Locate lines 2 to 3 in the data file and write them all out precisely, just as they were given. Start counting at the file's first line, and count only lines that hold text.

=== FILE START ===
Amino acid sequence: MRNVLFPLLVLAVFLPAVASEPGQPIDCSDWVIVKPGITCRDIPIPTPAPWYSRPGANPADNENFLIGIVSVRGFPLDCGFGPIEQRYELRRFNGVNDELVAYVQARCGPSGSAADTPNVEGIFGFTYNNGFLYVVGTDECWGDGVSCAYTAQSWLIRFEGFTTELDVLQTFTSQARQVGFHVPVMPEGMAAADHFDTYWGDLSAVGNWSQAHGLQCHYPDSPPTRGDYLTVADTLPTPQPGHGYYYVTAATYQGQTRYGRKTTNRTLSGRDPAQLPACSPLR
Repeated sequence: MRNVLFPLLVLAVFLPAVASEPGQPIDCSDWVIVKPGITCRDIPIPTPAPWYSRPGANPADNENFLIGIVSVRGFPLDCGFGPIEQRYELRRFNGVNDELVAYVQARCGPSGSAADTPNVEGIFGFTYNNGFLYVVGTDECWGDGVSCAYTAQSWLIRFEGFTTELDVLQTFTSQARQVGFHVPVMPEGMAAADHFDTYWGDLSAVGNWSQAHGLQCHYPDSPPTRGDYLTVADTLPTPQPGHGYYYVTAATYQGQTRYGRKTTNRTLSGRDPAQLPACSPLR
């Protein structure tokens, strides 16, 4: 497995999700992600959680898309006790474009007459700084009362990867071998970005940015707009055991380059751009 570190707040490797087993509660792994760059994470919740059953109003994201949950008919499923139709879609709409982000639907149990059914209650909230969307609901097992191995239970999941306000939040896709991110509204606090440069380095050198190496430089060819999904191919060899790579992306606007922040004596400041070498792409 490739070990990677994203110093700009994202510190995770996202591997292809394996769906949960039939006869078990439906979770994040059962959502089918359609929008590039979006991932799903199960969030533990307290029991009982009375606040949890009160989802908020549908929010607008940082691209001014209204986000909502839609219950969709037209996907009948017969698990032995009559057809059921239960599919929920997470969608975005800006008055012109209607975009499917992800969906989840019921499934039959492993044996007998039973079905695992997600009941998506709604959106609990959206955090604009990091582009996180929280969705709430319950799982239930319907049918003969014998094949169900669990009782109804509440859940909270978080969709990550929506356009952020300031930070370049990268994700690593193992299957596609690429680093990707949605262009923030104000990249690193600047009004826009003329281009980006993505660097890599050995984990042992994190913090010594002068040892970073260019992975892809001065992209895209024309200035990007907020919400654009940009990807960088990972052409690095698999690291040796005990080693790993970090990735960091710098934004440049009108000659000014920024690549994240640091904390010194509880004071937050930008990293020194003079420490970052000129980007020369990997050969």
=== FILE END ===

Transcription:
Repeated sequence: MRNVLFPLLVLAVFLPAVASEPGQPIDCSDWVIVKPGITCRDIPIPTPAPWYSRPGANPADNENFLIGIVSVRGFPLDCGFGPIEQRYELRRFNGVNDELVAYVQARCGPSGSAADTPNVEGIFGFTYNNGFLYVVGTDECWGDGVSCAYTAQSWLIRFEGFTTELDVLQTFTSQARQVGFHVPVMPEGMAAADHFDTYWGDLSAVGNWSQAHGLQCHYPDSPPTRGDYLTVADTLPTPQPGHGYYYVTAATYQGQTRYGRKTTNRTLSGRDPAQLPACSPLR
């Protein structure tokens, strides 16, 4: 497995999700992600959680898309006790474009007459700084009362990867071998970005940015707009055991380059751009 570190707040490797087993509660792994760059994470919740059953109003994201949950008919499923139709879609709409982000639907149990059914209650909230969307609901097992191995239970999941306000939040896709991110509204606090440069380095050198190496430089060819999904191919060899790579992306606007922040004596400041070498792409 490739070990990677994203110093700009994202510190995770996202591997292809394996769906949960039939006869078990439906979770994040059962959502089918359609929008590039979006991932799903199960969030533990307290029991009982009375606040949890009160989802908020549908929010607008940082691209001014209204986000909502839609219950969709037209996907009948017969698990032995009559057809059921239960599919929920997470969608975005800006008055012109209607975009499917992800969906989840019921499934039959492993044996007998039973079905695992997600009941998506709604959106609990959206955090604009990091582009996180929280969705709430319950799982239930319907049918003969014998094949169900669990009782109804509440859940909270978080969709990550929506356009952020300031930070370049990268994700690593193992299957596609690429680093990707949605262009923030104000990249690193600047009004826009003329281009980006993505660097890599050995984990042992994190913090010594002068040892970073260019992975892809001065992209895209024309200035990007907020919400654009940009990807960088990972052409690095698999690291040796005990080693790993970090990735960091710098934004440049009108000659000014920024690549994240640091904390010194509880004071937050930008990293020194003079420490970052000129980007020369990997050969």